Instead of coming home feeling tired and drained and "needing a vacation from my vacation" I actually feel better, rested, and restored. And so I have learned late in life, that you don't have to organize everything all of the time. You don't always have to have a plan. And sometimes it's OK to say no, let the others go, and just do what you want.

Be true to yourself, and happiness will fill your life.

Monday, July 5, 2010

Lessons learned

Mom is here this weekend, and she said something to me today that although I knew it was the truth, floored me. She said:

"This is the first summer in six years someone I love isn't going through chemo. I'm going to just take the summer and relax the rules and enjoy life."

Lesson learned Mom, lesson learned.

Enjoy it!

Friday, July 2, 2010

When I was diagnosed with cancer, I found out on the phone and I was at home, alone. A few days later Brad and I went to meet with the oncologist. As he rattled through lots of facts about my cancer, it's size, it's stage, and my treatments Brad got pale. I asked question after question and he sat there not asking any. At the time this upset me, and I told him not to come to any of my appointments after that. I simply was not afraid, and I was focused on getting through this and getting better, and I was positive and upbeat and so were my doctors - I decided I didn't need Brad to sit there and "be bored".

This past week I learned how wrong I was on so many levels.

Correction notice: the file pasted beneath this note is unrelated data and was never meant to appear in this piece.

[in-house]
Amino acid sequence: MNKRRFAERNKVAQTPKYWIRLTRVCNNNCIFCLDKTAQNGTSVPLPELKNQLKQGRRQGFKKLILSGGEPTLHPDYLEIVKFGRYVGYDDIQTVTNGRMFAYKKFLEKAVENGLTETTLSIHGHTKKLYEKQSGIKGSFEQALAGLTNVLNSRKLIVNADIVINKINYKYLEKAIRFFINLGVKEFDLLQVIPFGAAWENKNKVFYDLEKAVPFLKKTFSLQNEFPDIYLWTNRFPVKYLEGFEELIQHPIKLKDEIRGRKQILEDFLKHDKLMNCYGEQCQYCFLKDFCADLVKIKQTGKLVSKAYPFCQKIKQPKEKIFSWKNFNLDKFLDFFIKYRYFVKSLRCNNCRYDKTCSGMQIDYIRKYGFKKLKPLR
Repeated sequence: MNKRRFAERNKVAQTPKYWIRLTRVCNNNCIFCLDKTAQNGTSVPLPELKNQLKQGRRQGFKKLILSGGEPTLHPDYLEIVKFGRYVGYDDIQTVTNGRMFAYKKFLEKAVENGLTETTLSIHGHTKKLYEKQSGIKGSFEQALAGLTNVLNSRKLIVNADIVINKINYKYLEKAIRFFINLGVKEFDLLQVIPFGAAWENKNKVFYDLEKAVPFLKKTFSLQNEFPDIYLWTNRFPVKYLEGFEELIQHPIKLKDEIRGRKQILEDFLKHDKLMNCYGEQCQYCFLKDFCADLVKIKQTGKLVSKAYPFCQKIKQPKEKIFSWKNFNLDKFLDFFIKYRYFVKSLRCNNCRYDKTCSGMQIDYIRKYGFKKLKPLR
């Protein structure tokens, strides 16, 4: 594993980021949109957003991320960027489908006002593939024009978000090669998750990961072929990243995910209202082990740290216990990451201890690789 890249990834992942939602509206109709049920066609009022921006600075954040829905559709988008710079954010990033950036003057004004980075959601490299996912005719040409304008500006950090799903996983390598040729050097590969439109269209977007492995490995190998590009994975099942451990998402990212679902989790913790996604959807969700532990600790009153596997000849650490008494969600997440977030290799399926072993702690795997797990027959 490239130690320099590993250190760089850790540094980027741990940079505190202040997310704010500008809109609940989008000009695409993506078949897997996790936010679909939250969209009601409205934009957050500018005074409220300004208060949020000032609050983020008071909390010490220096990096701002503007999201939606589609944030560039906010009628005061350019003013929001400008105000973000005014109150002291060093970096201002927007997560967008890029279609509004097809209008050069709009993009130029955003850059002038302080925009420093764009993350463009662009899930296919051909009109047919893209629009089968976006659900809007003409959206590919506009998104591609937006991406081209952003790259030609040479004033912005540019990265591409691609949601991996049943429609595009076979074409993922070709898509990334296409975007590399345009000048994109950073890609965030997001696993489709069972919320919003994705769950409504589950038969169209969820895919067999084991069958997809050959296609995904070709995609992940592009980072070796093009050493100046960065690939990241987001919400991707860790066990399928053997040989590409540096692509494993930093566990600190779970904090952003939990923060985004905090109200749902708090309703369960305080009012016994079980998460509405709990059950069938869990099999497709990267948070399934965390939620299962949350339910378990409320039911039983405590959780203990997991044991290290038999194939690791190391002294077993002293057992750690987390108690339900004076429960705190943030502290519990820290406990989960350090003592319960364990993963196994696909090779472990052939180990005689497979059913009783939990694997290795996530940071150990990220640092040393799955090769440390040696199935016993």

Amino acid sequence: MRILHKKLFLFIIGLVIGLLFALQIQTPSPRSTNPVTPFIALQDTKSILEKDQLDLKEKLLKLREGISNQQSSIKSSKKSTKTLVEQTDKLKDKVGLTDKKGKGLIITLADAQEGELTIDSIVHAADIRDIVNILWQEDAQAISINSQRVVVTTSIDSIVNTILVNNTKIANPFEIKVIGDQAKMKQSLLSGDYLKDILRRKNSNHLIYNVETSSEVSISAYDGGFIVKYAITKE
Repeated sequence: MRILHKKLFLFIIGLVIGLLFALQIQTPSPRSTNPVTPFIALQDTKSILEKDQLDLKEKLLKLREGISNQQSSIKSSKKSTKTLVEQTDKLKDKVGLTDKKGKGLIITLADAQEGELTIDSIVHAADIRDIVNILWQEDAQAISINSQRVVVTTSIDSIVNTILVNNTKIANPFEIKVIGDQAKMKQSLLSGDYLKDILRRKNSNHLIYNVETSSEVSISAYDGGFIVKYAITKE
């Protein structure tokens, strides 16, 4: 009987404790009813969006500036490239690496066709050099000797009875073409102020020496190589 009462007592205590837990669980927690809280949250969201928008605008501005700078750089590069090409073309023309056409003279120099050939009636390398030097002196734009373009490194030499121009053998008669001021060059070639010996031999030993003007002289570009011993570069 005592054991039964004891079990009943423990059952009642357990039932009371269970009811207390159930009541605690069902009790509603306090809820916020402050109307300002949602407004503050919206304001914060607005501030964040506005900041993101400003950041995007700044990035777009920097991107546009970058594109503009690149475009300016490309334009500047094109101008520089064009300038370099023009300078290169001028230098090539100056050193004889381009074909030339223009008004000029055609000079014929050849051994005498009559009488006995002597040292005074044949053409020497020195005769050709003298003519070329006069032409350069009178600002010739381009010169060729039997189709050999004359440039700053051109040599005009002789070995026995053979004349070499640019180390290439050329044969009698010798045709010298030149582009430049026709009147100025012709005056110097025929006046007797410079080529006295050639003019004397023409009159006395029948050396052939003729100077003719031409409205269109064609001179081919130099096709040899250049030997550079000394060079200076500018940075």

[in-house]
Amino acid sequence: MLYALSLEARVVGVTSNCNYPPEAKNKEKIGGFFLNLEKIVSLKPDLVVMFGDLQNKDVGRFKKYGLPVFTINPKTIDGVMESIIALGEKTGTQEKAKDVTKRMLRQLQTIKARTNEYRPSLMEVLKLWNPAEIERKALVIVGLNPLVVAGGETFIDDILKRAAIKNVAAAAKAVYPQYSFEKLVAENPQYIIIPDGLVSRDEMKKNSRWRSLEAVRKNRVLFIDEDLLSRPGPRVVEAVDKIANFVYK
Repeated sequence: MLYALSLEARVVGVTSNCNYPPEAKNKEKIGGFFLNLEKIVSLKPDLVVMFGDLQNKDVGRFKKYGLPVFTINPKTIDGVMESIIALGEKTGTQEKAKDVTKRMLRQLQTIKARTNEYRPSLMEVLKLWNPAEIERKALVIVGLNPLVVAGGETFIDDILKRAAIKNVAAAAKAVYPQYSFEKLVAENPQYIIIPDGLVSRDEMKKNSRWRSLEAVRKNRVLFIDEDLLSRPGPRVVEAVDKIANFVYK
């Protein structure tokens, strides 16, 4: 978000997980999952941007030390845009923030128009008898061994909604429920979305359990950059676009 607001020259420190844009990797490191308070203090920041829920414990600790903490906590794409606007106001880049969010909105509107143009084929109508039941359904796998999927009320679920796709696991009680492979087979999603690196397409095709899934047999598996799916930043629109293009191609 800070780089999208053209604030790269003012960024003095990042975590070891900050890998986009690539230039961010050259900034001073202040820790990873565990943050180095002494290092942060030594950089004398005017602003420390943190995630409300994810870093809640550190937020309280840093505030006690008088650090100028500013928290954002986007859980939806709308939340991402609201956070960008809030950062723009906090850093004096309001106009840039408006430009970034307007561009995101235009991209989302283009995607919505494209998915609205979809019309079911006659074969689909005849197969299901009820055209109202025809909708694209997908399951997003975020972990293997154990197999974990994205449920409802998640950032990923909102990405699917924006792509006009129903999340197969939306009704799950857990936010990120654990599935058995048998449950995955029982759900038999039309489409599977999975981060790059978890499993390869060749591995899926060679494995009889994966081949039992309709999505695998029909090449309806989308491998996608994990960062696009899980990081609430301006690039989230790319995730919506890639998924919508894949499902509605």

As I have said before my dog Jake has cancer. He lost his front leg to a large tumor, and now he has another tennis ball sized tumor on his back leg. He's still happy go lucky though, so we don't worry about it. Until two weeks ago when he started falling down. He'd be walking along and his front leg seemed to just give out and down he'd go. It just broke my heart to see this happen, so I took him to the vet. The vet looked him over and pressed here and there and lifted here and there, not saying much. Then she looked at me and asked both Jake and I to sit down. She then told me Jake had lost all of the feeling in his paws. She then said that this had happened because he had an inflamed spinal cord. She decided that she would give him pills to see if they helped, and we were to give him the pills for two weeks and stay positive that they might help. Then she lowered her eyes, and her voice, and she told me very softly that if they did not help then it was more likely that he had something pressing on his spinal cord which was causing this effect. She then went on to tell me that it was most likely and her best guess, that Jake had another tumor that was growing inside of him, that was causing this, and that he was not strong enough for another surgery to remove it.

It took everything in me not to throw up. I could hear her telling me how sorry she was, and I could feel the tears stinging in my eyes, as I was trying very hard to breathe. Jake and I thanked her and walked out to the receptionist, and she looked at me with great concern and said "Are you ok?" and I realized then and there that I had the same look on my face as Brad did that day in the oncologist office. I learned that day how much harder it is to hear someone you love has cancer.

I made it to the car before I started crying and I called Brad. He was positive the pills would work. There was no doubt in his mind, and he told me not to cry. And I realized again, how strong he is to go through this time and time again with me and with Jake. And how very wrong I was to exclude him from all of my oncology appointments. I realize now, he was not bored he was just trying not to throw up.

We are on week 2 of Jake's pills and he has improved dramatically. I am relearning each day that life is very fragile, and something you can never take for granted.